How about another optical illusion that probably doesn't exist? Drawing the details of the planetary surface of Mars, even during the once-every-two-years "oppositions" in which Mars is relatively close to the earth, has defeated most optical astronomers of the past two centuries. The earth's atmosphere at best is wavery and unstable in the telescope's line of sight. Surface "details" tend to pop out during all-too-brief instants of steady "seeing." Astronomers could see that the surface of Mars was mainly reddish, with scattered large grey regions. The most distinctively dark of these grey regions, the roughly triangular Syrtis Major, was observed as long ago as 1659. In the late 1870s an astronomer reported that he could sometimes see smudgy connections between the markings. By 1900, an eccentric millionaire turned astronomer, Percival Lowell, was making sketches, maps and even globes that showed the Martian surface criss-crossed with very fine linear features, often running as two parallel lines. Where two or more lines crossed or converged, there was a roughly circular blob. Astronomy books these days, and indeed since the 1940s, have dismissed Lowell's drawings as optical illusions, claiming that vaguely described "experiments" with British schoolboys in the early 20th Century showed that when asked to make drawings of sketches with many randomly-scattered fine details, the boys often drew lines. Actually, however, I am not aware of any such illusion! [A more recent, equally bogus explanation is that Lowell was drawing the inside of his own eye, the "canals" being blood vessels in the retina.] The whole "optical illusion" scenario seems to be a way to make Lowell appear less crazy than he actually was. His drawings were motivated, not by what he glimpsed in his telescope, but by what he wanted to see. No imaginable optical illusion could have genuinely given Lowell the impression he drew--- spiderweb-fine lines crisscrossing the Martian Deserts, a gigantic engineering project by which water-starved Martian civilization distributed the relatively tiny volume of water to the few remaining Martian urban and agricultural centers. [Canal commentators generally don't seem to notice that the standard broad Martian albedo features as drawn by Lowell look nothing like what other observers of the period consistently drew, much less what modern photos reveal. That is, almost all features shown, not just the canals, tend to be largely works of imagination. For a mid-20th century version of the standard albedo features, click here.]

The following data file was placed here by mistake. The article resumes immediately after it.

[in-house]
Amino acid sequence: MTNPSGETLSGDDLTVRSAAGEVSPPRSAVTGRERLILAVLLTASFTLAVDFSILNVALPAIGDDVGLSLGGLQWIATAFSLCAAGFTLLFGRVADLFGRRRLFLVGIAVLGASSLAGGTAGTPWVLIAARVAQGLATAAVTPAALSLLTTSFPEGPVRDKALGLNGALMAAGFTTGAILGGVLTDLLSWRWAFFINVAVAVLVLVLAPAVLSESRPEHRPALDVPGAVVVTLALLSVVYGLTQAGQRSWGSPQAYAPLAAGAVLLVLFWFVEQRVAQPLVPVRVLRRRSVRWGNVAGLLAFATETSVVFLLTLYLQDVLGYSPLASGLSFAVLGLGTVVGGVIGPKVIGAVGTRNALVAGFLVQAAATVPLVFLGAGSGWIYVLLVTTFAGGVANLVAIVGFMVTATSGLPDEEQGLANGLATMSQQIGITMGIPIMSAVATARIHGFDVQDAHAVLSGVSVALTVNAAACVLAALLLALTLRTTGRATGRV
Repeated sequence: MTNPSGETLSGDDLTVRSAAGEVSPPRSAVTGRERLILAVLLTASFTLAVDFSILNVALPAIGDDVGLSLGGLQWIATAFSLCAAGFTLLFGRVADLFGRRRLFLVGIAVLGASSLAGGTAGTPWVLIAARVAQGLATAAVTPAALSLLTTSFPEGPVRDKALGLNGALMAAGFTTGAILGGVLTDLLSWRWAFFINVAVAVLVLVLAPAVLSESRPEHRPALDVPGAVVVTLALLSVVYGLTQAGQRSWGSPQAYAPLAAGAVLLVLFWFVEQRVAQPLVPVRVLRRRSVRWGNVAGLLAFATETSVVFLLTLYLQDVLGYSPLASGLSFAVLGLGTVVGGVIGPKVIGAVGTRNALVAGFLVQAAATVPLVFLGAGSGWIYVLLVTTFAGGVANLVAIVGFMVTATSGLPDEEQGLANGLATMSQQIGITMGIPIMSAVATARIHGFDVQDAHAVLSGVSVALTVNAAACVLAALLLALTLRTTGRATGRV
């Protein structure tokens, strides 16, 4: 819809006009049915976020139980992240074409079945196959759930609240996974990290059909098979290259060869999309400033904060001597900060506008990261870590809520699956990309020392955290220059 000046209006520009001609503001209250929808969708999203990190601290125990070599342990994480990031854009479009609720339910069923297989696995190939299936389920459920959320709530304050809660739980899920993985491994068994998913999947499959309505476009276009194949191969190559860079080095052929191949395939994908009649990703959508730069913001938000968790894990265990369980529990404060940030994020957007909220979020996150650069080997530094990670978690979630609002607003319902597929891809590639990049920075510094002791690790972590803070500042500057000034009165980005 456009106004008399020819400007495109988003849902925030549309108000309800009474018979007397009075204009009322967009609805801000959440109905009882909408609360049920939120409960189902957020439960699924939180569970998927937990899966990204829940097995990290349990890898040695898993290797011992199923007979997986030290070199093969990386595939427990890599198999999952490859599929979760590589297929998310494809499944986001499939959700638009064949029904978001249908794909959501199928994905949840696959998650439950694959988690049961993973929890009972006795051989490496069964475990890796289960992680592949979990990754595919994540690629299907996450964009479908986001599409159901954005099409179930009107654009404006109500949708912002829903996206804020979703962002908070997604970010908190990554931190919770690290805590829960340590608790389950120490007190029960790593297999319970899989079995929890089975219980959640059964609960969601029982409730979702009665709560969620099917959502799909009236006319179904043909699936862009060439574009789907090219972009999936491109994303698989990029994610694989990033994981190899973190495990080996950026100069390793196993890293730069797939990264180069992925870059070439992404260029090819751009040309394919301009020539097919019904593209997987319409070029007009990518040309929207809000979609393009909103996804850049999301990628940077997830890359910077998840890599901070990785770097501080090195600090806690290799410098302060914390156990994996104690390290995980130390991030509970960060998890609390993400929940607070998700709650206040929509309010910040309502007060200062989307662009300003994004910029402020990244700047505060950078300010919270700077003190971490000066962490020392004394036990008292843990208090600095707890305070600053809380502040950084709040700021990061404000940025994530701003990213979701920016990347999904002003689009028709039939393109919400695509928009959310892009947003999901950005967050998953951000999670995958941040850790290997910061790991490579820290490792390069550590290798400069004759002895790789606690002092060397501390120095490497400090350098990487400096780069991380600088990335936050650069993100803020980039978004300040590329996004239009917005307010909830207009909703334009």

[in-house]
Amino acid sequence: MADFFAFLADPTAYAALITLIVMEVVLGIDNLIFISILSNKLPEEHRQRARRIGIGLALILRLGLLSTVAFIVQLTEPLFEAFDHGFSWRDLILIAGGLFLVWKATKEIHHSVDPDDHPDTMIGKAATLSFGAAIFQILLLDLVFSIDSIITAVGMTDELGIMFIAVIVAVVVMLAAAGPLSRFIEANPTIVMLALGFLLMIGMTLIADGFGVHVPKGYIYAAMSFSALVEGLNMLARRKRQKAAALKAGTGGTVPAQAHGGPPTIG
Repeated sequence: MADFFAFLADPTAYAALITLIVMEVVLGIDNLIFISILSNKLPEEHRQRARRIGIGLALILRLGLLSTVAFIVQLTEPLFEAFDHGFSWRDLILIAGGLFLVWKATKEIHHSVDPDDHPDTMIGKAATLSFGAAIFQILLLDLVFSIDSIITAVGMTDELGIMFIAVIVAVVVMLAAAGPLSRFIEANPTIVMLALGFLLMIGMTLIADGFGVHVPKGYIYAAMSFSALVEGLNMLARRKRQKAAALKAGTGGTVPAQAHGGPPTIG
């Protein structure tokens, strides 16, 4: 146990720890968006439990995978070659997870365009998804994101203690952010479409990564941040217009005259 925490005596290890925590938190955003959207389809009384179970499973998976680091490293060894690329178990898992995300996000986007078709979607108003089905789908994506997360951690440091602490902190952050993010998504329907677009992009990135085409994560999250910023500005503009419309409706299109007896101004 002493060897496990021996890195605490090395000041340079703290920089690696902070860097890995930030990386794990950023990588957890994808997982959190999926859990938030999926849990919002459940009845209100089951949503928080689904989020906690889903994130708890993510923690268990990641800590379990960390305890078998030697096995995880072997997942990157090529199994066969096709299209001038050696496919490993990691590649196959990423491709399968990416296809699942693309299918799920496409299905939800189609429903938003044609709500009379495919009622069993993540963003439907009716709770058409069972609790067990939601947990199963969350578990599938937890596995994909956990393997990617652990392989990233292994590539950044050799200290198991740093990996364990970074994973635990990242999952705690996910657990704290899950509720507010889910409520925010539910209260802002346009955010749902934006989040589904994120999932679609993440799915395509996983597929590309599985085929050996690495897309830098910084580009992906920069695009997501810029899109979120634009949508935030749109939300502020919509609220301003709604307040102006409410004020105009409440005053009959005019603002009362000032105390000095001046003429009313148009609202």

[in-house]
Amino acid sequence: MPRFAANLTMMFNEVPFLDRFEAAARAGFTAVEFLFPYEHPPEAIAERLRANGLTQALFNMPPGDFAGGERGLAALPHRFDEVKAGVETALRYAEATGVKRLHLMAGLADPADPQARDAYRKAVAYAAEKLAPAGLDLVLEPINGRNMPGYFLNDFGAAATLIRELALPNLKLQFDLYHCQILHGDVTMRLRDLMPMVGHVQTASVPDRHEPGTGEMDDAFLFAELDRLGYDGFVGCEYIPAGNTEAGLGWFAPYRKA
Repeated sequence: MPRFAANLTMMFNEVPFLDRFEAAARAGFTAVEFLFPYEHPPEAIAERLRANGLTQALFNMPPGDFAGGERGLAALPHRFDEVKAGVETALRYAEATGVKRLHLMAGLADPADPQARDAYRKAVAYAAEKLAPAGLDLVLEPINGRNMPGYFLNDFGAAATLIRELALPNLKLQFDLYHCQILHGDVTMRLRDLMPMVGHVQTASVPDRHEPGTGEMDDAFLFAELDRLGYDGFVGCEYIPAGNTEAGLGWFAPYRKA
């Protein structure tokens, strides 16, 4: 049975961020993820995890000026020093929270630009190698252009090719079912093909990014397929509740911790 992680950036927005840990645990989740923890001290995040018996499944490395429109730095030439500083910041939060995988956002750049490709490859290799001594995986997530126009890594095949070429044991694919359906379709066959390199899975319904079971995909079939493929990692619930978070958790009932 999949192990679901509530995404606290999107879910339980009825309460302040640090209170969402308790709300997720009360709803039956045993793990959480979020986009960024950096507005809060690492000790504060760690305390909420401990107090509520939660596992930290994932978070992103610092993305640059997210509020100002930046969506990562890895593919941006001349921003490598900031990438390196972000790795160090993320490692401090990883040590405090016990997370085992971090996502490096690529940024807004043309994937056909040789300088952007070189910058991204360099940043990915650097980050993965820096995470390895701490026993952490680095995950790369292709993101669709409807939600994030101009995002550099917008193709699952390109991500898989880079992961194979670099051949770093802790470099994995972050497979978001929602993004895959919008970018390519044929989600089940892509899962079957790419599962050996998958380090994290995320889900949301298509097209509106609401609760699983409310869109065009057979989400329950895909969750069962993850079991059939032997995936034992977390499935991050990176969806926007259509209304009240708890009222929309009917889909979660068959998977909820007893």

Like any classic pseudoscientist, Lowell jumped from the broad smudges seen by one or two astronomers in the 1870s to a full-blown scenario of Martian irrigation. No optical illusion led to his sketches. His sketches were fantasies in support of his scenario. Other astronomers of the period who were not Lowell employees did not see "canals," although they sometimes did draw the grey smudges narrowing into broad linear features. And many of these broadly linear features are real, as the space probes of the 1960s and later revealed. But nobody saw Lowell's canals, before, during or after the time he reported them. The excellent photos available during the last 30 years have made possible the drawing of wonderful, beautiful, and amazingly faithful maps of the Martian "albedo" features, and the even-more-amazing surface "relief" features, including towering volcanic cones, dry riverbeds, and immense canyons and chasms... even apparently the "dead sea bottoms" so beloved of Edgar Rice Burroughs in his early 20th Century series of novels set on Mars, and clearly inspired partially by Lowell and partially by Madame Blavatski's Atlantis. Click here, and here, for some awe-inspiring Mars maps.

Typical of the conventional and almost certainly wrong discussions of Martian canals are the two examples found here.

A lyrically beautiful view of Martian canals by the immortal Chesley Bonestell.